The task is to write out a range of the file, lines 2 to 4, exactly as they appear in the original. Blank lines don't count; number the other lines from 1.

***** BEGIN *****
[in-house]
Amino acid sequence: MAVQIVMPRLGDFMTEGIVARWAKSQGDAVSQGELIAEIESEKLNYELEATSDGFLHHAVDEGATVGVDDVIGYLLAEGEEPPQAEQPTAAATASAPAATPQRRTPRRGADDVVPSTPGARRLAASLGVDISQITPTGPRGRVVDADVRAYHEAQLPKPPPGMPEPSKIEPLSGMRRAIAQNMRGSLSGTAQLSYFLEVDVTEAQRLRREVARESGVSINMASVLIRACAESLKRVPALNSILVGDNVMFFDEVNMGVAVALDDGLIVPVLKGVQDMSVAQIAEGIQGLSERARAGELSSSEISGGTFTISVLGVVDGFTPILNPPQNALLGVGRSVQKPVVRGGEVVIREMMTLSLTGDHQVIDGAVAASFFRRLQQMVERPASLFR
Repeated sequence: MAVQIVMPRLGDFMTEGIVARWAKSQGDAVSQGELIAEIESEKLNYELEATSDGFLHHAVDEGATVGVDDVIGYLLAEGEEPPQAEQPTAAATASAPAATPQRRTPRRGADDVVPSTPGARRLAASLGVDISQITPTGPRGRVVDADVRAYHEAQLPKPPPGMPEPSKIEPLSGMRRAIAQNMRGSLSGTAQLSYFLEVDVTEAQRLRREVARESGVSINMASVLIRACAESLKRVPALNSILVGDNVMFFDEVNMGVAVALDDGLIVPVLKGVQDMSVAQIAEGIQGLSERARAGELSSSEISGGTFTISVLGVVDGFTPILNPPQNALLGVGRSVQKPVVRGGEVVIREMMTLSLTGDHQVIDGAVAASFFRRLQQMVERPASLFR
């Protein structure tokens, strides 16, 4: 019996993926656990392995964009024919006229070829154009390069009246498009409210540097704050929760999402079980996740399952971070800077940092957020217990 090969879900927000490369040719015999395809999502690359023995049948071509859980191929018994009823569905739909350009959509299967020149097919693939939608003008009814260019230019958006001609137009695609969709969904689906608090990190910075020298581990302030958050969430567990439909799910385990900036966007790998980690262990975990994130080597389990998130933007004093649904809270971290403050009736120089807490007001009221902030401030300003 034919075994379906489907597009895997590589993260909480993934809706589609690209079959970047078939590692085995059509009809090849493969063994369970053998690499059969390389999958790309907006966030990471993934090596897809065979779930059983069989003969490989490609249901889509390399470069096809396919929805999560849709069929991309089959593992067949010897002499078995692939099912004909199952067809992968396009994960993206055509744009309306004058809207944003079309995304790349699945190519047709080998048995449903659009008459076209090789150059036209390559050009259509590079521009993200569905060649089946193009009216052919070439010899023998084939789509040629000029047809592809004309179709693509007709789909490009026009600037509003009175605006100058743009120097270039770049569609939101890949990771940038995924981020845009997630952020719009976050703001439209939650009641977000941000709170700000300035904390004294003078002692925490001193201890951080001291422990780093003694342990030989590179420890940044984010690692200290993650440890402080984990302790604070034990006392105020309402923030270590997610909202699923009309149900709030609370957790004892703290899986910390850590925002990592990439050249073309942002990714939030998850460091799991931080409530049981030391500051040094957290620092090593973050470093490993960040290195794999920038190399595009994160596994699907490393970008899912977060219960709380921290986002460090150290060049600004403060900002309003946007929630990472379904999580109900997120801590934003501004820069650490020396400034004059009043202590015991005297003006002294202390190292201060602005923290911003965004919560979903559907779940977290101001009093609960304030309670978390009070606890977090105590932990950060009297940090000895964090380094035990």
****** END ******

Amino acid sequence: MAVQIVMPRLGDFMTEGIVARWAKSQGDAVSQGELIAEIESEKLNYELEATSDGFLHHAVDEGATVGVDDVIGYLLAEGEEPPQAEQPTAAATASAPAATPQRRTPRRGADDVVPSTPGARRLAASLGVDISQITPTGPRGRVVDADVRAYHEAQLPKPPPGMPEPSKIEPLSGMRRAIAQNMRGSLSGTAQLSYFLEVDVTEAQRLRREVARESGVSINMASVLIRACAESLKRVPALNSILVGDNVMFFDEVNMGVAVALDDGLIVPVLKGVQDMSVAQIAEGIQGLSERARAGELSSSEISGGTFTISVLGVVDGFTPILNPPQNALLGVGRSVQKPVVRGGEVVIREMMTLSLTGDHQVIDGAVAASFFRRLQQMVERPASLFR
Repeated sequence: MAVQIVMPRLGDFMTEGIVARWAKSQGDAVSQGELIAEIESEKLNYELEATSDGFLHHAVDEGATVGVDDVIGYLLAEGEEPPQAEQPTAAATASAPAATPQRRTPRRGADDVVPSTPGARRLAASLGVDISQITPTGPRGRVVDADVRAYHEAQLPKPPPGMPEPSKIEPLSGMRRAIAQNMRGSLSGTAQLSYFLEVDVTEAQRLRREVARESGVSINMASVLIRACAESLKRVPALNSILVGDNVMFFDEVNMGVAVALDDGLIVPVLKGVQDMSVAQIAEGIQGLSERARAGELSSSEISGGTFTISVLGVVDGFTPILNPPQNALLGVGRSVQKPVVRGGEVVIREMMTLSLTGDHQVIDGAVAASFFRRLQQMVERPASLFR
């Protein structure tokens, strides 16, 4: 019996993926656990392995964009024919006229070829154009390069009246498009409210540097704050929760999402079980996740399952971070800077940092957020217990 090969879900927000490369040719015999395809999502690359023995049948071509859980191929018994009823569905739909350009959509299967020149097919693939939608003008009814260019230019958006001609137009695609969709969904689906608090990190910075020298581990302030958050969430567990439909799910385990900036966007790998980690262990975990994130080597389990998130933007004093649904809270971290403050009736120089807490007001009221902030401030300003 034919075994379906489907597009895997590589993260909480993934809706589609690209079959970047078939590692085995059509009809090849493969063994369970053998690499059969390389999958790309907006966030990471993934090596897809065979779930059983069989003969490989490609249901889509390399470069096809396919929805999560849709069929991309089959593992067949010897002499078995692939099912004909199952067809992968396009994960993206055509744009309306004058809207944003079309995304790349699945190519047709080998048995449903659009008459076209090789150059036209390559050009259509590079521009993200569905060649089946193009009216052919070439010899023998084939789509040629000029047809592809004309179709693509007709789909490009026009600037509003009175605006100058743009120097270039770049569609939101890949990771940038995924981020845009997630952020719009976050703001439209939650009641977000941000709170700000300035904390004294003078002692925490001193201890951080001291422990780093003694342990030989590179420890940044984010690692200290993650440890402080984990302790604070034990006392105020309402923030270590997610909202699923009309149900709030609370957790004892703290899986910390850590925002990592990439050249073309942002990714939030998850460091799991931080409530049981030391500051040094957290620092090593973050470093490993960040290195794999920038190399595009994160596994699907490393970008899912977060219960709380921290986002460090150290060049600004403060900002309003946007929630990472379904999580109900997120801590934003501004820069650490020396400034004059009043202590015991005297003006002294202390190292201060602005923290911003965004919560979903559907779940977290101001009093609960304030309670978390009070606890977090105590932990950060009297940090000895964090380094035990």